The search for missing Buffalo Police diver Craig E. Lehner in the Niagara River ended its fourth day Monday without success.
At a 4:30 p.m. briefing, Police Lt. Jeff Rinaldo said boats and dive teams found no trace of Lehner or his equipment.
Officers continued the search until sundown Monday, and plan to return Tuesday morning.
"Everybody's tired. Everybody's stressed. But as I've said, we've got a job to do," Rinaldo said. "We're going to do it.
"We have a responsibility to bring Craig home for his family and we're getting through it," he said.
Search teams have been looking for Lehner, 34, since Friday afternoon when he failed to surface from a training exercise with the Buffalo Police Underwater Recovery Team at the foot of West Ferry Street.
The U.S. Coast Guard said a cable connecting Lehner to his diving crew broke, leaving him stranded alone underwater.
Lehner, a nine-year veteran of the force and a full-time K-9 officer, is presumed dead.
— Robert Kirkham (@RobertKirkhamBN) October 16, 2017
Rinaldo said if Lehner is not found in the next day or two, police will discuss possible changes in tactics. Still, a search will go on in some form, he said.
"We will never stop looking for him," Rinaldo vowed.
Police Commissioner Daniel Derenda thanked businesses, law enforcement agencies and the public for their support. He asked the public to keep Lehner, his family and all law enforcement in their thoughts and prayers.
Law enforcement crews on 10 to 12 boats searched the river Monday, with aircraft from the State Police, the Erie County Sheriff's Office and Customs and Border Protection taking turns searching by air.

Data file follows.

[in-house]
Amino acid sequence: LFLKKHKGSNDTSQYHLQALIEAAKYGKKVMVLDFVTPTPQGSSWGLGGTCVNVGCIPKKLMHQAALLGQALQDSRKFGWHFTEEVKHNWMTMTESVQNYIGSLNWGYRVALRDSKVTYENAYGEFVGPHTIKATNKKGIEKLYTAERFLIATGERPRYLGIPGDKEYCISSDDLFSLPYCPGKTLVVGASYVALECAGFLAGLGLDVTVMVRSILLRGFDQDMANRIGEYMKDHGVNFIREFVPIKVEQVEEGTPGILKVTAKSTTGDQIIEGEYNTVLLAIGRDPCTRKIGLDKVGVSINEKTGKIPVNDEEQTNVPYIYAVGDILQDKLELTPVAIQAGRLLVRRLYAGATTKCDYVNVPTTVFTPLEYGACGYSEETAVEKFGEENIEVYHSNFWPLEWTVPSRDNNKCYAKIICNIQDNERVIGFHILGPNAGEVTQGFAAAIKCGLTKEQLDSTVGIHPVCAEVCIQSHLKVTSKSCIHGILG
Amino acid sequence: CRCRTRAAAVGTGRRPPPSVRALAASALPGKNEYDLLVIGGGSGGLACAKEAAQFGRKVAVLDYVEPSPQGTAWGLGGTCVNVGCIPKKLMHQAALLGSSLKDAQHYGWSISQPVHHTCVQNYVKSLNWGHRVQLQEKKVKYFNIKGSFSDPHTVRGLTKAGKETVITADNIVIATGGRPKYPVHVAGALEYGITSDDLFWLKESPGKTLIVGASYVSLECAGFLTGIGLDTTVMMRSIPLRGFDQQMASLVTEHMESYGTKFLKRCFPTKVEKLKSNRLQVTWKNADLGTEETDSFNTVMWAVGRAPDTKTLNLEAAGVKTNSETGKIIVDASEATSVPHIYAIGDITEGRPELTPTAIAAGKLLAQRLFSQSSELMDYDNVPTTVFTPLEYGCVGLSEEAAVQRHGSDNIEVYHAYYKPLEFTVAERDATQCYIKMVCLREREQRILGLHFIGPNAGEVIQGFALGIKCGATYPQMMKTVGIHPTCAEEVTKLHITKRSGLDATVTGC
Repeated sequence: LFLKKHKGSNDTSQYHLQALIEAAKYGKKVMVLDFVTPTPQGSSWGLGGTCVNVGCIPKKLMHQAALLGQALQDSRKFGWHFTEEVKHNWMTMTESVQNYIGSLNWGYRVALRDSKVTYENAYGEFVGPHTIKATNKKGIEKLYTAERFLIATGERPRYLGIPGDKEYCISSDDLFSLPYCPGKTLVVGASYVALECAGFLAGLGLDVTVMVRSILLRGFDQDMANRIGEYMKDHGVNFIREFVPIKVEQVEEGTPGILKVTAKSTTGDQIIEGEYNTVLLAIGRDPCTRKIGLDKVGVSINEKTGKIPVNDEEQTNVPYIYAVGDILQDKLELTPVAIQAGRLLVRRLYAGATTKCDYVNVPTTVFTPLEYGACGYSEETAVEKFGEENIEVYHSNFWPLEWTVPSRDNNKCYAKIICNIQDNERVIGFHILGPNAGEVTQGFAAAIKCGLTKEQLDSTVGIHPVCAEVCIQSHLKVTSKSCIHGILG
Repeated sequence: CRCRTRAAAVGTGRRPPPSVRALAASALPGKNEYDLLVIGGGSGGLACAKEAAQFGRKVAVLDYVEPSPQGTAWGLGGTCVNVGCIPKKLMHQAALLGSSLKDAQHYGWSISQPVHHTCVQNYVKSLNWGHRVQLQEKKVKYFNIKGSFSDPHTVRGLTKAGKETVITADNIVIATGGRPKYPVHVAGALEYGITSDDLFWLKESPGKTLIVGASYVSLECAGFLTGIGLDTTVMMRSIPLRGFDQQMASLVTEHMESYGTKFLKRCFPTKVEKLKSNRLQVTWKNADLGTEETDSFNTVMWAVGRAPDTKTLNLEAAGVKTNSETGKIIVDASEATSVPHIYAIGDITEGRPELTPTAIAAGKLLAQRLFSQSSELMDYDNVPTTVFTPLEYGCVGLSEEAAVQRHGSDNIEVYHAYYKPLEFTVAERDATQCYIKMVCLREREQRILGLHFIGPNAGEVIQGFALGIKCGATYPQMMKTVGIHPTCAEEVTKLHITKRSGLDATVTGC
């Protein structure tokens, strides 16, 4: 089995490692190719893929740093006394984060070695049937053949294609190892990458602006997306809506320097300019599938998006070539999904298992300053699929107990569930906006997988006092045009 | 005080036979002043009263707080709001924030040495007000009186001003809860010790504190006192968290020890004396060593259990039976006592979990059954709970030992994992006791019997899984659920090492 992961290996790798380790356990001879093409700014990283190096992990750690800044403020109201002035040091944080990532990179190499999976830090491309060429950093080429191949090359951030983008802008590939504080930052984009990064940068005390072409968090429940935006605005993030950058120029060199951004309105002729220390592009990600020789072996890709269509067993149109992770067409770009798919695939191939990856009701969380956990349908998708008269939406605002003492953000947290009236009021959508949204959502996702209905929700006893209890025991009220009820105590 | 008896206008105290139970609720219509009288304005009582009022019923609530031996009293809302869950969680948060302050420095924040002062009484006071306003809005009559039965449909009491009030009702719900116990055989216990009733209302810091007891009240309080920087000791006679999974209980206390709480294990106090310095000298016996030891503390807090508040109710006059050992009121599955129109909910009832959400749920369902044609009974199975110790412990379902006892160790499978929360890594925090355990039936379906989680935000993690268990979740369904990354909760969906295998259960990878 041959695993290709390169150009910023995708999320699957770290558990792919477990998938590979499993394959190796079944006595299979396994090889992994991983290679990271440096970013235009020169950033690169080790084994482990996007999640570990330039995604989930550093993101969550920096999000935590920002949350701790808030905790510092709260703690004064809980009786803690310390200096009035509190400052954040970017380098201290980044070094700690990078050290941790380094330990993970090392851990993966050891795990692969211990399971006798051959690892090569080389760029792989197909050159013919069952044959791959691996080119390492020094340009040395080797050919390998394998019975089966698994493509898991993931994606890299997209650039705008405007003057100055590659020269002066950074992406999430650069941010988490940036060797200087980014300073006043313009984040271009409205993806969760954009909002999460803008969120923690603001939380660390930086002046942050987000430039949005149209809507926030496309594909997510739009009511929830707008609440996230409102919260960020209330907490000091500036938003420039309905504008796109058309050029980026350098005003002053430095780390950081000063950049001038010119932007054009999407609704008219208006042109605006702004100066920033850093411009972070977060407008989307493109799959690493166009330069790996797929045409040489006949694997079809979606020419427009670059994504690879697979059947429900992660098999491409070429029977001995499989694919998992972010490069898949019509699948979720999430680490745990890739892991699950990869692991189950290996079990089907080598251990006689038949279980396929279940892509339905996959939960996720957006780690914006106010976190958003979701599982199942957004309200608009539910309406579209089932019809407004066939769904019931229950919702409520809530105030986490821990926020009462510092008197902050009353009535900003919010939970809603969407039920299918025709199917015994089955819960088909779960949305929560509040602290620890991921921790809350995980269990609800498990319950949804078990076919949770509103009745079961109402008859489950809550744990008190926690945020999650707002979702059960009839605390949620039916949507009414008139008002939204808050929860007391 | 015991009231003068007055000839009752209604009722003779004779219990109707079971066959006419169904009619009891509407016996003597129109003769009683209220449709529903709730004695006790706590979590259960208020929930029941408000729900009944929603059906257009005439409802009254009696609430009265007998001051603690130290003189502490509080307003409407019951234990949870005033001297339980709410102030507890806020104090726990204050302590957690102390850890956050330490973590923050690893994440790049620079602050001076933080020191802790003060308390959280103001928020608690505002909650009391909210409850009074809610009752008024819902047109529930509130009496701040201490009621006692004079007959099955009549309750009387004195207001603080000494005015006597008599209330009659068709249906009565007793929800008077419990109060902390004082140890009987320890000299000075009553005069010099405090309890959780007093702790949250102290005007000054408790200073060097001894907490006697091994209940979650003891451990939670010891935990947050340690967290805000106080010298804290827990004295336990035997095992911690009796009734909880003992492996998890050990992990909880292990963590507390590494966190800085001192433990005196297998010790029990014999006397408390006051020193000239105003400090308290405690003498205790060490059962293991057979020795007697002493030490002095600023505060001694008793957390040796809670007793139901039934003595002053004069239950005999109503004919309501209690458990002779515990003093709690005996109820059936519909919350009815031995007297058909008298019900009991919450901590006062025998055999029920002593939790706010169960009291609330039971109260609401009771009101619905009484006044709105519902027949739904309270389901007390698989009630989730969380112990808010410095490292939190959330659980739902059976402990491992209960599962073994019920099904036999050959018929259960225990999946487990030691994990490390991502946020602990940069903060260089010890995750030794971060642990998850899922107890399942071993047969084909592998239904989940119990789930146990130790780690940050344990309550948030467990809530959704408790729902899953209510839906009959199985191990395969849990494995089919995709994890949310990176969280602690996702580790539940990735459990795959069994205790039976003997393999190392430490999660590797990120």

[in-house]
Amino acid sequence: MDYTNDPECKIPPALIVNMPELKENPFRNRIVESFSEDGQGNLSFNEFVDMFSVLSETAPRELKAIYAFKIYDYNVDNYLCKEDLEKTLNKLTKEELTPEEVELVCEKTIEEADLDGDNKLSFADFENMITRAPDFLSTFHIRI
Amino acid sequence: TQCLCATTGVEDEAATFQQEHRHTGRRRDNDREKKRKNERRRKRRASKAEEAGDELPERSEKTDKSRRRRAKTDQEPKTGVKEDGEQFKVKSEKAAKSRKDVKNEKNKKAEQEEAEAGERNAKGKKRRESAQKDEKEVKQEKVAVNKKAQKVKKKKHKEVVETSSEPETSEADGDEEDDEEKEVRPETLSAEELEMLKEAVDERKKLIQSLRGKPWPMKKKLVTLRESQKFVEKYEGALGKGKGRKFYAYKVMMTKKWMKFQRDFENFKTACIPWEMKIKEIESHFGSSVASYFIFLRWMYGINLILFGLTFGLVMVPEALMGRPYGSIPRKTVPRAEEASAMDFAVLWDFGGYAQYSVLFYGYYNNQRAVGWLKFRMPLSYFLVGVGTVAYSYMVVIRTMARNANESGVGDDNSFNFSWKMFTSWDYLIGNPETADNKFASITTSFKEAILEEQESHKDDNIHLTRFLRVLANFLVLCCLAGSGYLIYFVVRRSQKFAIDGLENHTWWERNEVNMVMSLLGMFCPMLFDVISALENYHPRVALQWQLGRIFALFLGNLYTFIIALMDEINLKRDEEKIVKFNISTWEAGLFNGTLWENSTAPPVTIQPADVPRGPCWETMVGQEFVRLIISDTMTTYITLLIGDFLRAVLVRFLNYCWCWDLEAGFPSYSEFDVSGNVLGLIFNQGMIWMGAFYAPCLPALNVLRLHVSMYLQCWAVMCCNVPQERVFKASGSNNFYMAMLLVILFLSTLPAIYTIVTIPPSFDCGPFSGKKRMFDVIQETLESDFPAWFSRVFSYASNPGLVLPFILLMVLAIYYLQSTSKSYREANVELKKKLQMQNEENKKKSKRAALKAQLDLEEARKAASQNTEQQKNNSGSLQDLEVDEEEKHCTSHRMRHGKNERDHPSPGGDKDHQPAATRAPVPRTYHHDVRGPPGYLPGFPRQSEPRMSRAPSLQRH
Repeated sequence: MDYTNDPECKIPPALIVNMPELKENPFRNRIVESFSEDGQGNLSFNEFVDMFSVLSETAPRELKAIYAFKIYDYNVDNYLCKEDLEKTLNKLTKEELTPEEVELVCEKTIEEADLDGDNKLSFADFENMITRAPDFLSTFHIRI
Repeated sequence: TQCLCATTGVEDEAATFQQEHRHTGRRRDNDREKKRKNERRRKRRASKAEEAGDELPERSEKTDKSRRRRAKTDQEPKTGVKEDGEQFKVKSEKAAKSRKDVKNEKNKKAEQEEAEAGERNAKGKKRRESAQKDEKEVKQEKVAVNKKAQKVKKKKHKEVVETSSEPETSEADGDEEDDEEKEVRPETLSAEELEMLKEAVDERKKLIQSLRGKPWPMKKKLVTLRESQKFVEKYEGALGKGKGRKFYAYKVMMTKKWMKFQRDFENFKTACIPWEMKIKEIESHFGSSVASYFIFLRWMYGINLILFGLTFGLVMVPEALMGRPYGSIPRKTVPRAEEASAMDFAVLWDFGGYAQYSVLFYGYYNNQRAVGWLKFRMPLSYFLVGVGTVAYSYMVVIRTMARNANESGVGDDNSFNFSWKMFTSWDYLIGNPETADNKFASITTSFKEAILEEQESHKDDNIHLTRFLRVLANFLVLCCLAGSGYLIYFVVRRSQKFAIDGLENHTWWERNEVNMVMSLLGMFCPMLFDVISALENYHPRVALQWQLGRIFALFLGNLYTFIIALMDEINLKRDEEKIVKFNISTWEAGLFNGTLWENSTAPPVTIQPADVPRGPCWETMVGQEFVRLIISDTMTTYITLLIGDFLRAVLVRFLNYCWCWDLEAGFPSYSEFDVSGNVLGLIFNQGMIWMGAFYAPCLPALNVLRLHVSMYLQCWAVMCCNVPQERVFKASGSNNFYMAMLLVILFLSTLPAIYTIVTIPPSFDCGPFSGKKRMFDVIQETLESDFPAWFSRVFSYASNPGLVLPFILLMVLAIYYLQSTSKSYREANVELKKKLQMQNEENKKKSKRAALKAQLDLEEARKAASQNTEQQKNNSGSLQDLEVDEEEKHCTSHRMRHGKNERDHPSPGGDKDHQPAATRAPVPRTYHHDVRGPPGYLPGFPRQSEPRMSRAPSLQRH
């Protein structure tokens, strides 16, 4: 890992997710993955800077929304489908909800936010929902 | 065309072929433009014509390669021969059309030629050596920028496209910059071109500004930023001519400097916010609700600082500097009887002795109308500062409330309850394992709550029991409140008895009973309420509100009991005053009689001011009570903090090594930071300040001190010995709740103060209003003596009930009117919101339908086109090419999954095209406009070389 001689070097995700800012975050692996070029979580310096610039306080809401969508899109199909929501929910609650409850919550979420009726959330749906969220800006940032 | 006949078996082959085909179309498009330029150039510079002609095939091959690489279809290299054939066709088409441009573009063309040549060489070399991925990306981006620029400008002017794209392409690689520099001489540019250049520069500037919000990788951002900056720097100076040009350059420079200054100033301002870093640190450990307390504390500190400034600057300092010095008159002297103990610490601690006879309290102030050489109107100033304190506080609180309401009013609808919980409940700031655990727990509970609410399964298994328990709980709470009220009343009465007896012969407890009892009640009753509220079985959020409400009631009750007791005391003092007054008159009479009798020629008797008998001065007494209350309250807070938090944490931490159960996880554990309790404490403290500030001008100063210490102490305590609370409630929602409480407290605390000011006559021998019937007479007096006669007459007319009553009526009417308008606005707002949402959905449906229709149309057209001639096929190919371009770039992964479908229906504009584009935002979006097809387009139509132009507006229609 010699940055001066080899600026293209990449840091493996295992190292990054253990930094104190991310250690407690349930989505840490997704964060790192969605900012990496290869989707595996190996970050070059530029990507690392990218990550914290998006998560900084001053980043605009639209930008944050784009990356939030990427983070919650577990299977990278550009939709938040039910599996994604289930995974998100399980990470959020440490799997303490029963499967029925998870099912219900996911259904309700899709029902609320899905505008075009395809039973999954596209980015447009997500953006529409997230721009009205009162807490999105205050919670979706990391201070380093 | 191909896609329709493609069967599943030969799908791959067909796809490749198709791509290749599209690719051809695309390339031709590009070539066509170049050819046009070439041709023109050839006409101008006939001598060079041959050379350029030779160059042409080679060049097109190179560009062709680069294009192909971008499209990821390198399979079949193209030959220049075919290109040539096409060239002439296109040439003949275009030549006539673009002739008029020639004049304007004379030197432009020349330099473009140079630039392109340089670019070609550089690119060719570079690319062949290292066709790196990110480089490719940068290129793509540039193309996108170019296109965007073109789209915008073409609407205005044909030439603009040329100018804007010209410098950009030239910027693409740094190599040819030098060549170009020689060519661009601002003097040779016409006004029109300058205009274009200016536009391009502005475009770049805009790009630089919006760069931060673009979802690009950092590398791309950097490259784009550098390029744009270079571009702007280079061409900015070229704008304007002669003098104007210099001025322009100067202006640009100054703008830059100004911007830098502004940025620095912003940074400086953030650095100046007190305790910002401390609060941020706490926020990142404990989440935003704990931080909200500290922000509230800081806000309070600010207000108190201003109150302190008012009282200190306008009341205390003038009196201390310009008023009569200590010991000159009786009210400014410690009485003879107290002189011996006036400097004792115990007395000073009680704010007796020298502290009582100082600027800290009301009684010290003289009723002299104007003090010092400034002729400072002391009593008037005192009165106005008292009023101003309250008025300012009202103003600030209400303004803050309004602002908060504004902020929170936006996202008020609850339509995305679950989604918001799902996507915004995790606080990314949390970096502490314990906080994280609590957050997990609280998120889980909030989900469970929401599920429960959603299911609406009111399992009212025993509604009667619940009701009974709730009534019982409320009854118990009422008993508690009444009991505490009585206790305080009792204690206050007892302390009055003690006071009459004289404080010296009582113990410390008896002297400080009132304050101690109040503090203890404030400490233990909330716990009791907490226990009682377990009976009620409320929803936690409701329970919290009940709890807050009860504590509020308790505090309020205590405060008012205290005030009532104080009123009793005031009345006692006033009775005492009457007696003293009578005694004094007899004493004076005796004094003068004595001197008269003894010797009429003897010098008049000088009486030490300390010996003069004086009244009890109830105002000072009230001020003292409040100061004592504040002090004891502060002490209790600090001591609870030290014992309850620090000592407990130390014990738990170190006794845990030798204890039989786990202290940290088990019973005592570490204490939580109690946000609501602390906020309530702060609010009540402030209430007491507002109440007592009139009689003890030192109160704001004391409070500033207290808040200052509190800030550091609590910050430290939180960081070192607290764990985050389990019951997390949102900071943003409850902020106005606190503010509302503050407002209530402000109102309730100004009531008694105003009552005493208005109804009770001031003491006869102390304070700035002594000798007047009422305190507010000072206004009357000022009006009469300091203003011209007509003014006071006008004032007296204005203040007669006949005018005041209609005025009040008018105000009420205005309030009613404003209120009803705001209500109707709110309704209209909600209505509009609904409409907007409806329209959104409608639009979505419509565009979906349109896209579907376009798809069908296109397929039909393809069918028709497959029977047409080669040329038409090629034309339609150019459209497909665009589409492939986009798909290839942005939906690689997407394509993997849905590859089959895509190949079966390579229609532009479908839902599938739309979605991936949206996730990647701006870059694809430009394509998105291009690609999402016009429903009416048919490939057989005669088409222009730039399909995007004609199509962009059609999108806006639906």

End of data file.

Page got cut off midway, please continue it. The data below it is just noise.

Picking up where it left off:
Two Army Corps of Engineers boats with side sonar joined the search efforts Monday and the Coast Guard has done modeling based on the river's swift current to help guide the search. The search will focus more toward the middle of the river, as well as on the Canadian side and downstream, police officials said.
Robotic cameras and divers are also part of the recovery effort.
With the Erie County Sheriff's helicopter scanning the river from overhead, Rinaldi said during a Monday afternoon news briefing the debris field on the bottom of the river, which extends more than 100 feet from shore, made even the sonar search "extremely complicated."
"They said that if this was a still body of a lake or the usual river flowing at 2 to 3 knots, they'd have this mapped out like Google," he added.
Rinaldi said that divers were pulled from the search Monday morning because underwater visibility was "zero to 1 foot" following Sunday's storm.
The search for the officer was suspended at 3:22 p.m. Sunday because of high winds that made it unsafe for divers and crews on search-and-rescue boats equipped with sonar. On Sunday, divers searched a new area of the river, extending from the foot of West Ferry north to the International Railway Bridge.